Chances are you’re already familiar with Pinterest.  It’s a social networking platform that provides users with an easy to navigate online scrapbook.  Members can either upload their own photos or link to photos on other sites and create their own categories, or “boards”.  It started as a favorite for displaying hobbies or handicrafts – then exploded onto the social media scene late last year and became the breakout application of 2012.  TechCrunch reported that Pinterest reached 10 million unique visitors per month faster than any standalone website in history.  The interface is simple, intuitive and addictive – it also offers a unique opportunity for restaurants to engage their customers in a manner that combines viral interaction with a visually compelling narrative.

Why you need to be there:

  1. Demographically Pinterest skews mainly towards the upscale, 25 – 34 year old female population.  These are people that dine out a lot – and make dining decisions not only for themselves, but for families, partners and peers.  You need to be where they are.
  2. Linking back to images from your website can improve your SEO score and generate higher search results.
  3. Pinterest is quickly becoming a destination – as in if people look for you there you should have a well-constructed, consistently executed presence.  Being ahead of the curve counts.
  4. Like an increasing number of such applications Pinterest has a dedicated user base that engages with the website on a regular basis.  If someone uses it chances are they use it a lot.
  5. You can also easily add a Pinterest app to your Facebook page and double-down on the viral potential of both.

Applications – Restaurants can employ this easy-to-us platform in a number of different ways.

  1. Food – The first and most obvious – post pictures of your menu.  Food pictures are compelling and are one of the most shared categories of visual content on the internet.  And it should almost not have to be mentioned that these are quality photographs.  They don’t have to be taken professionally, but in this day of accessible digital photography there is really no excuse for posting poor pictures of your food.  A simple point and shoot with a macro setting is all you need.  And yes it’s nice to encourage patrons to post Instagram shots of their favorite dishes – but these should be posted separately.
  2. Restaurant – Pinterest offers the perfect place to post pictures of your venue.  Someone calls and enquires about party spaces and you can direct them to pictures of your restaurant – both empty and filled with happy patrons.
  3. Kitchen – Invite the Chef to post pictures (or even a short video) of him or herself preparing a favorite dish – or maybe visiting the local green market or butcher and getting a few shots of the ingredients that are carefully selected for your menu.
  4. Press – Pin pictures from reviews or local food bloggers.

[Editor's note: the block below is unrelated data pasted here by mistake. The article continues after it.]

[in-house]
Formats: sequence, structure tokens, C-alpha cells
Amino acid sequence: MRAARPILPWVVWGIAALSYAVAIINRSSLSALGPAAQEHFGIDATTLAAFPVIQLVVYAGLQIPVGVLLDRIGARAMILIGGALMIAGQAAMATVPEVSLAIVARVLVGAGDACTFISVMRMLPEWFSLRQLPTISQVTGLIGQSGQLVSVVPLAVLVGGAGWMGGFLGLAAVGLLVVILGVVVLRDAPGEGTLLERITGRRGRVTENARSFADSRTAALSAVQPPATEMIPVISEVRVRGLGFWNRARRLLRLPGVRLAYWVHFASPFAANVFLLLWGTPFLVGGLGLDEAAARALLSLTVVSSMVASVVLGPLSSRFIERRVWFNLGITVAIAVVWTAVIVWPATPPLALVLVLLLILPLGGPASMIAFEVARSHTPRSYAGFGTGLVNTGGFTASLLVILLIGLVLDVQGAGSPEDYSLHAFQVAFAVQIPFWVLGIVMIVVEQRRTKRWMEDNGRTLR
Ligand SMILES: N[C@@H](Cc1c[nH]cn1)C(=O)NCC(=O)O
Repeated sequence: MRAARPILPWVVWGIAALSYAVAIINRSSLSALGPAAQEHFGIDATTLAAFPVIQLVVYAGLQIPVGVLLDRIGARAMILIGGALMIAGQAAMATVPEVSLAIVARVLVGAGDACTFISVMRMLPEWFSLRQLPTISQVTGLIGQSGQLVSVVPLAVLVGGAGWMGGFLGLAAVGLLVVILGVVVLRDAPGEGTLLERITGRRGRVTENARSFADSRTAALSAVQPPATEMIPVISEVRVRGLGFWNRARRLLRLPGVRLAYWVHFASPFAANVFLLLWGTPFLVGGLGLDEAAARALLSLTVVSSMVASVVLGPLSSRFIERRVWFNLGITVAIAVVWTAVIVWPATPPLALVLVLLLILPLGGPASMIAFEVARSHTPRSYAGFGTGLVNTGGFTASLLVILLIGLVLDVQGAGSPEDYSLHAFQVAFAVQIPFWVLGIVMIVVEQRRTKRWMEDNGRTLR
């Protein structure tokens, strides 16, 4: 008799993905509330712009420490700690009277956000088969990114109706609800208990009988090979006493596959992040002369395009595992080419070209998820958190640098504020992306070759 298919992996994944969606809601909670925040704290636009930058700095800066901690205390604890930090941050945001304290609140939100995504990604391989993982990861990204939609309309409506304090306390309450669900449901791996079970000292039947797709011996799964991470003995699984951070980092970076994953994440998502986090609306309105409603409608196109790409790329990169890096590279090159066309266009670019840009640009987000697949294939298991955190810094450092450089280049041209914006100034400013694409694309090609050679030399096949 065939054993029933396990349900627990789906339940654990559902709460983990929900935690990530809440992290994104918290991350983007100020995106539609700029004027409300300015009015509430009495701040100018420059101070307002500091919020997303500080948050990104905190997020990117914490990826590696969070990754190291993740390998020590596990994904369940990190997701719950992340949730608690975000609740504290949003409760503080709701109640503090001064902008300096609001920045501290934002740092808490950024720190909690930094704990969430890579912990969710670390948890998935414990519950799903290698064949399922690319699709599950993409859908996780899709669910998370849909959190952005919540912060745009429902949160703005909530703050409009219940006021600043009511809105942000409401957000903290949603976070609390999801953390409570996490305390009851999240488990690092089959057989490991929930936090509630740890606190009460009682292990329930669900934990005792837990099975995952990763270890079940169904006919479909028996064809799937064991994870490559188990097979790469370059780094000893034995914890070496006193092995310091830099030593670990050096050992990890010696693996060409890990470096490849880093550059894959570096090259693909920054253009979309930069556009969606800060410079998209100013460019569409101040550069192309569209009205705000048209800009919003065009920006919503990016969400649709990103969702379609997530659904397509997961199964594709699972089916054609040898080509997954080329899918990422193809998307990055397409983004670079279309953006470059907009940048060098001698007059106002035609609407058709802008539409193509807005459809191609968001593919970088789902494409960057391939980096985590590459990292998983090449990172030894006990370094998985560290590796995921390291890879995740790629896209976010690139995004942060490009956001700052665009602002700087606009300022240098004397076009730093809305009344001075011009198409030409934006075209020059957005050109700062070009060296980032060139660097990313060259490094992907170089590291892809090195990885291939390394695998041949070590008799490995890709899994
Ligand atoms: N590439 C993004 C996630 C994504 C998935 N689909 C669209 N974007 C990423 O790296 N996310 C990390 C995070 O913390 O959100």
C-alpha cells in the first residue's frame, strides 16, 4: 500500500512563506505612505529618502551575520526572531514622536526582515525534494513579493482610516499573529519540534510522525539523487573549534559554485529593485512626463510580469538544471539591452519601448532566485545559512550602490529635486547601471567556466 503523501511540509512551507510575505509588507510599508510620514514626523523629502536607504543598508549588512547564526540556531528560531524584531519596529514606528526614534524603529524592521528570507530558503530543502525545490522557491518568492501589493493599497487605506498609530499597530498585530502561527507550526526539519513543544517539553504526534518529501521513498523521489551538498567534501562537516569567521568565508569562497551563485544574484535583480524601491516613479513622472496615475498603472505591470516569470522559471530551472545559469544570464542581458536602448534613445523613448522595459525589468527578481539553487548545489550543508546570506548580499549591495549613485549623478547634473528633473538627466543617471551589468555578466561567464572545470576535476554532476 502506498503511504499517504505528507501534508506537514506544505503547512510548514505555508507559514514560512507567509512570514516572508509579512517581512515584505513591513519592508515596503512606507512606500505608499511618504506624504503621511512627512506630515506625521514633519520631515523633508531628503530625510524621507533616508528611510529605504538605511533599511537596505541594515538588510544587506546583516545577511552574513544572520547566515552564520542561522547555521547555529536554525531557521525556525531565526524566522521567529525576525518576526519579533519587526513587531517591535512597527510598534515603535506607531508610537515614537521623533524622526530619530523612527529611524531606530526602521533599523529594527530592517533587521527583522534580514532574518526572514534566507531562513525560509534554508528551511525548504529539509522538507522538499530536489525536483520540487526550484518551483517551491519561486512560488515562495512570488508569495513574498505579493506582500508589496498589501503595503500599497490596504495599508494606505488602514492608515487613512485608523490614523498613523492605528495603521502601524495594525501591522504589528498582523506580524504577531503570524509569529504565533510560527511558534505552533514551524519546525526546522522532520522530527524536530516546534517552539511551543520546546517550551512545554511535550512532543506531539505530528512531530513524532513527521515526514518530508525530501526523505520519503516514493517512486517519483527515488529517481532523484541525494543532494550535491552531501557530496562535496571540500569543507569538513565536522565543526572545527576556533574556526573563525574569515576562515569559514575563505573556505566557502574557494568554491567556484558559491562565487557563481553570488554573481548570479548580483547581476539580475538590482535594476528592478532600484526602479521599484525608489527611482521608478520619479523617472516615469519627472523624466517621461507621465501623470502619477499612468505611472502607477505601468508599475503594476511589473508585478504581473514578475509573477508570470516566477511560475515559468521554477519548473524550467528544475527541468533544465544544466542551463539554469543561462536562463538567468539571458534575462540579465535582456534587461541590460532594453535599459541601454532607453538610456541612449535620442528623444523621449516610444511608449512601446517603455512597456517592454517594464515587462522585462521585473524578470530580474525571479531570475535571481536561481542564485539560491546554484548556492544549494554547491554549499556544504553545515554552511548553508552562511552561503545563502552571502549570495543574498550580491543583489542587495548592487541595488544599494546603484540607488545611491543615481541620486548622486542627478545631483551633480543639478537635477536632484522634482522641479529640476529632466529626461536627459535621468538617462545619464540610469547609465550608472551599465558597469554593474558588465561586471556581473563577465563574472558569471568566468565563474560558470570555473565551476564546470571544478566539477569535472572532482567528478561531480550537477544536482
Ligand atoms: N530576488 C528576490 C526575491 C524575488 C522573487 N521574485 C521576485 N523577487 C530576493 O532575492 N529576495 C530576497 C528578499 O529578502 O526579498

5. Cocktails – Pictures from the bar are even more suggestive than food pictures.
  6. Wine – Pictures of a wine tasting, or the vineyard it’s produced at, can be a great place to start a conversation about your wine program.  You can also encourage patrons to upload shots of their favorite vino and re-pin them to your board.
  7. Anything Else – The list is virtually endless and the possibilities of viral propagation are huge.  Anything that tells the story of your restaurant that can engage the interest of your current, and potential, clientele.  (Here’s an example of a Pinterest page I’ve created for Otto Pizzeria.)

There are also a number of third party applications (WooBox is one I’ve used) that embed your Pinterest page inside your Facebook Fanpage as an app – here’s an example of one I’ve added to the Lupa Osteria Facebook page.  And the advantages of linking food pics to your Facebook Fan Page are obvious – people can easily locate pictures of your dishes without having to dig through photo albums, or months of Wall posts. You can also add a Pinterest share button to social media icons on your website that makes it even easier for visitors to share content.

There are just a few rules of the road to remember:

  1. Never post pictures of your customers unless you have their explicit approval.
  2. Engage your fans – thank people for following or re-pinning one of your pictures and follow their boards when they post a photo of one of you dishes.
  3. Always link Pinterest posts to your other social media – post to Facebook, Tweet and promote on your website.  All of these tools become exponentially more effective when used in conjunction with each other.

The best part is – Like the most effective social media, Pinterest should be a collaborative effort between management, staff and patrons – offering everyone an easy and intuitive method for sharing visual media about your restaurant.  The most important thing to remember is that as these marketing networks evolve they will provide an ever increasing ability to interact and respond to your customers in real time.  And like everything else in the universe the hospitality industry abhors a vacuum – if you aren’t there to listen, you can bet somebody else will be.

Pinterest Guide